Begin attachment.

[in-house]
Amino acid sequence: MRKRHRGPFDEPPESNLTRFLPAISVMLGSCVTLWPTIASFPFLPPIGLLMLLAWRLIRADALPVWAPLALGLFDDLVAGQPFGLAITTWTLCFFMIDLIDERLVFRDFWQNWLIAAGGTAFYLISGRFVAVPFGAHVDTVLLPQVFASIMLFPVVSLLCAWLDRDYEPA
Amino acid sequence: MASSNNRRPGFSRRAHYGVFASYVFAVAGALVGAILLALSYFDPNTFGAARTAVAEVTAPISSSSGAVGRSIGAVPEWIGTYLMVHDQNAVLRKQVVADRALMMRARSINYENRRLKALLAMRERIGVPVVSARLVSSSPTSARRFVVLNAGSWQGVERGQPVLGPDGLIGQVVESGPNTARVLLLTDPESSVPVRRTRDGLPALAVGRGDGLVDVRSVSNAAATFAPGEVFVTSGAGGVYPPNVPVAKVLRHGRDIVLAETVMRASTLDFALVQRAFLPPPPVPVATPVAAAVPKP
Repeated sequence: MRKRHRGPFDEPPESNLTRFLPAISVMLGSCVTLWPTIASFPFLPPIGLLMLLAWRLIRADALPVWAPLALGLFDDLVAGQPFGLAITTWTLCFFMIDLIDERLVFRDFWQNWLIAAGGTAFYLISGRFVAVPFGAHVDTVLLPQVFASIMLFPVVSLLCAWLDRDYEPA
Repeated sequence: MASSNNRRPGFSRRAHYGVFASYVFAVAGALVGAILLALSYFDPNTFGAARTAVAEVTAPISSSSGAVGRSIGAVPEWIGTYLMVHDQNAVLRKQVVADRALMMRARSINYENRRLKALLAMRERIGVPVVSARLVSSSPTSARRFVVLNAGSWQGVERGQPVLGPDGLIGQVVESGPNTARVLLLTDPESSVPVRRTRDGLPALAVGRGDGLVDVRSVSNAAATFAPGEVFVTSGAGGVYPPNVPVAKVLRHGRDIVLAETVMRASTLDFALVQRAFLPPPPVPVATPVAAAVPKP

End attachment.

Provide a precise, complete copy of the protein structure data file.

[in-house]
Amino acid sequence: MRKRHRGPFDEPPESNLTRFLPAISVMLGSCVTLWPTIASFPFLPPIGLLMLLAWRLIRADALPVWAPLALGLFDDLVAGQPFGLAITTWTLCFFMIDLIDERLVFRDFWQNWLIAAGGTAFYLISGRFVAVPFGAHVDTVLLPQVFASIMLFPVVSLLCAWLDRDYEPA
Amino acid sequence: MASSNNRRPGFSRRAHYGVFASYVFAVAGALVGAILLALSYFDPNTFGAARTAVAEVTAPISSSSGAVGRSIGAVPEWIGTYLMVHDQNAVLRKQVVADRALMMRARSINYENRRLKALLAMRERIGVPVVSARLVSSSPTSARRFVVLNAGSWQGVERGQPVLGPDGLIGQVVESGPNTARVLLLTDPESSVPVRRTRDGLPALAVGRGDGLVDVRSVSNAAATFAPGEVFVTSGAGGVYPPNVPVAKVLRHGRDIVLAETVMRASTLDFALVQRAFLPPPPVPVATPVAAAVPKP
Repeated sequence: MRKRHRGPFDEPPESNLTRFLPAISVMLGSCVTLWPTIASFPFLPPIGLLMLLAWRLIRADALPVWAPLALGLFDDLVAGQPFGLAITTWTLCFFMIDLIDERLVFRDFWQNWLIAAGGTAFYLISGRFVAVPFGAHVDTVLLPQVFASIMLFPVVSLLCAWLDRDYEPA
Repeated sequence: MASSNNRRPGFSRRAHYGVFASYVFAVAGALVGAILLALSYFDPNTFGAARTAVAEVTAPISSSSGAVGRSIGAVPEWIGTYLMVHDQNAVLRKQVVADRALMMRARSINYENRRLKALLAMRERIGVPVVSARLVSSSPTSARRFVVLNAGSWQGVERGQPVLGPDGLIGQVVESGPNTARVLLLTDPESSVPVRRTRDGLPALAVGRGDGLVDVRSVSNAAATFAPGEVFVTSGAGGVYPPNVPVAKVLRHGRDIVLAETVMRASTLDFALVQRAFLPPPPVPVATPVAAAVPKP